In this article we will look at setting up a modern CI workflow to run automated tests on CircleCI with Docker, including collecting and reporting test results. The setup explained here will work with practically any test automation tool, so you can easily adjust it to the frameworks and platforms you use.
Initial Git Repository & CI Config
We will start by creating a new Git repository on GitHub. If you are new to Git or GitHub, simply follow these instructions. We recommend getting familiar with and using the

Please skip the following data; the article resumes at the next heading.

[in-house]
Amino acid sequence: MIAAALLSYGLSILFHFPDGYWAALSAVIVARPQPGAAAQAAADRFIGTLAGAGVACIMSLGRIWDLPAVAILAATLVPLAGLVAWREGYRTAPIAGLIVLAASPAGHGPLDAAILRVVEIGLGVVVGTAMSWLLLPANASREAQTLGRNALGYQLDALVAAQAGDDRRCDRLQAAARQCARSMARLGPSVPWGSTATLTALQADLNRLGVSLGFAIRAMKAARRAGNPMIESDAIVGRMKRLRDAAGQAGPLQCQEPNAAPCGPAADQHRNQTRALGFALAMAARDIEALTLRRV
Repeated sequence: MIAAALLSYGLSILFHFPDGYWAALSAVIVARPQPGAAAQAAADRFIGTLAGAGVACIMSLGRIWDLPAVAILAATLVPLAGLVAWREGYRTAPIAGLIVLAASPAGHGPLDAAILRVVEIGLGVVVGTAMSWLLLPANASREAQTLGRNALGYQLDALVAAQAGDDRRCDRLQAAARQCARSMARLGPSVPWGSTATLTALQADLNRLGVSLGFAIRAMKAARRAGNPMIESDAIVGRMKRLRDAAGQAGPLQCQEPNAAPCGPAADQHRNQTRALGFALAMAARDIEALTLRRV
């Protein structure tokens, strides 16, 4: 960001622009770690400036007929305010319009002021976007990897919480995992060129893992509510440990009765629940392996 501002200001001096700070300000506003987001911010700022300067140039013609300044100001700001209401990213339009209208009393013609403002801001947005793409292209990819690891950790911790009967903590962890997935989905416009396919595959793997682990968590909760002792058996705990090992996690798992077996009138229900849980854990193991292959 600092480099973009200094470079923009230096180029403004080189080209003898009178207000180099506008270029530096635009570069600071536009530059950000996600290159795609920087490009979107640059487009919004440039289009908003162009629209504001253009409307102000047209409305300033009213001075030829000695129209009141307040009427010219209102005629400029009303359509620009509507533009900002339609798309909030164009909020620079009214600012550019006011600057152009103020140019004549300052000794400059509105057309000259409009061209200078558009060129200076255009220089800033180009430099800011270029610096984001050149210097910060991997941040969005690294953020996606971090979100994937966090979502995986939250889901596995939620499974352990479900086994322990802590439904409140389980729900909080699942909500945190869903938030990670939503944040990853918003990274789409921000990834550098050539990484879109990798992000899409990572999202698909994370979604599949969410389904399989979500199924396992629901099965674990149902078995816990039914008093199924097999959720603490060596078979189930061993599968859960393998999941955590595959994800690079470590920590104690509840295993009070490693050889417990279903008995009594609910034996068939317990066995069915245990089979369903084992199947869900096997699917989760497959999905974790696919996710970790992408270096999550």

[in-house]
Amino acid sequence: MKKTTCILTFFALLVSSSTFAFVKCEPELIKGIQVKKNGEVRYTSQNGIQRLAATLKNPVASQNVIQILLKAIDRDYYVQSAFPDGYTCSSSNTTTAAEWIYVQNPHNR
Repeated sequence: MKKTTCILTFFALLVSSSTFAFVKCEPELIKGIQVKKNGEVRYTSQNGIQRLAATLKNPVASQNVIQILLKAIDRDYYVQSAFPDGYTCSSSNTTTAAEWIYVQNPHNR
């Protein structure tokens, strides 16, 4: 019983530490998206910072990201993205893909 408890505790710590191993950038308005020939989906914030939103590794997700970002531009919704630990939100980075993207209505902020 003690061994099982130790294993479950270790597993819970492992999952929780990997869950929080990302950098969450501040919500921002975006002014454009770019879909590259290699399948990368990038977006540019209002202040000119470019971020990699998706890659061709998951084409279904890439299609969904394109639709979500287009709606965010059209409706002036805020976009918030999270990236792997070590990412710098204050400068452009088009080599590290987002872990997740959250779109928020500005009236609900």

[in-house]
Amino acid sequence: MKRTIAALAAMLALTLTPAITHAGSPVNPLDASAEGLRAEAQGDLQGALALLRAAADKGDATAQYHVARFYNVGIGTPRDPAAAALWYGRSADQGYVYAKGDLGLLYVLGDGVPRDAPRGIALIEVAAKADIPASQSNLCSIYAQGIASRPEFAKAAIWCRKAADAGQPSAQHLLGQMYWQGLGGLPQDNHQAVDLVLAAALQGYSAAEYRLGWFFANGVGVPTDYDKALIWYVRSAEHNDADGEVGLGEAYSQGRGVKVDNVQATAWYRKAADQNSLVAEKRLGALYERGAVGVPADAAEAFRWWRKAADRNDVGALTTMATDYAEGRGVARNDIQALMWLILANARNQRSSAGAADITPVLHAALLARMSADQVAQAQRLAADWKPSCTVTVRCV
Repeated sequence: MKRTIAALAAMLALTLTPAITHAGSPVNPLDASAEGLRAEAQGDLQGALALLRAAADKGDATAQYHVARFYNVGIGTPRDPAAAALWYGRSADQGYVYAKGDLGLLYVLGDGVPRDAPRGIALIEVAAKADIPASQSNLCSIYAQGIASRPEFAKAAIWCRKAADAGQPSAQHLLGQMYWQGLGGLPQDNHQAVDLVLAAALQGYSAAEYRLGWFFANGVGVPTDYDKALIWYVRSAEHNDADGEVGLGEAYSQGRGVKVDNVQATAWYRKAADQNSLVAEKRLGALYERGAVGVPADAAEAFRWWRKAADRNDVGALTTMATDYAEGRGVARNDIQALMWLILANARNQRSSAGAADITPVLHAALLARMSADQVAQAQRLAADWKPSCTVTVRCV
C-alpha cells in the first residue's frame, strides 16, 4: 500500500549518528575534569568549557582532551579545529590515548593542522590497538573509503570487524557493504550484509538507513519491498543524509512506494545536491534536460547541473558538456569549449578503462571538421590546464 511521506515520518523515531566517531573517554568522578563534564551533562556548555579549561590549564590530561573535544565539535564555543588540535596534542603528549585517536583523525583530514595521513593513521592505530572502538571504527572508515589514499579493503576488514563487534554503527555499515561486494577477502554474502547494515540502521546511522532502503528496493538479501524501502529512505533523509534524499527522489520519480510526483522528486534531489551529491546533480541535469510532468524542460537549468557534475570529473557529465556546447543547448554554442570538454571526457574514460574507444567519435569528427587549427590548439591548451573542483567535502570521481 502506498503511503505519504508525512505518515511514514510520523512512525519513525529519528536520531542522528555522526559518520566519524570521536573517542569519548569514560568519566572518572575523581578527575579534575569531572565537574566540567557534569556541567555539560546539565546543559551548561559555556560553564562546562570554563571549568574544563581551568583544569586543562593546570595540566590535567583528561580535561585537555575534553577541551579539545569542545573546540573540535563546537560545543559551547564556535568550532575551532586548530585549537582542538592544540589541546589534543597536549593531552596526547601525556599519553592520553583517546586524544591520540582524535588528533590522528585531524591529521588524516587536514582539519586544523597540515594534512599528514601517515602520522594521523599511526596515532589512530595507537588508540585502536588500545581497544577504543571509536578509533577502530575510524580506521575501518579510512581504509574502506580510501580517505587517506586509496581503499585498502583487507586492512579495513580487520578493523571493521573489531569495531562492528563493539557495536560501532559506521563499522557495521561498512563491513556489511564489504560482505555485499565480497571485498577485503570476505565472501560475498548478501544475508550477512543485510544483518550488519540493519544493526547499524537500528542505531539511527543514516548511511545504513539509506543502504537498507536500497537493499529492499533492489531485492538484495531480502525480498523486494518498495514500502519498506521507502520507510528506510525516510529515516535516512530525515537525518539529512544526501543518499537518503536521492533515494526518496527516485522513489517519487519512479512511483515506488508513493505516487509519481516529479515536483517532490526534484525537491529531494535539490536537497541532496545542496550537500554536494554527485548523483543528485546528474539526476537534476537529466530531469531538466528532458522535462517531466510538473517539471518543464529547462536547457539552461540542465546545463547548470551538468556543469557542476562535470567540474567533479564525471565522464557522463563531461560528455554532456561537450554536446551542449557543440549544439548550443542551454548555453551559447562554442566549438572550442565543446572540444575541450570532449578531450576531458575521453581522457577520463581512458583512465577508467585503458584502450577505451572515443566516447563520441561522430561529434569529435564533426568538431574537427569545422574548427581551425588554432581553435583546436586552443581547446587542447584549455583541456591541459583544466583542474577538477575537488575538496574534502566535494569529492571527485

git command line tool if you don't use it already. For this article we are creating a repository called
example-circleci-automation, but you can name it anything you like. We've also published this article's Git repository so you can always review the full files there.
Next you will need to create a CircleCI account and link it to this new repository (in CircleCI, they call this following the project). The idea is that whenever you push a new version of your code to GitHub, CircleCI automatically starts a new CI build for projects you follow.
To start, we will just add a single file to our repository: the main CircleCI config file under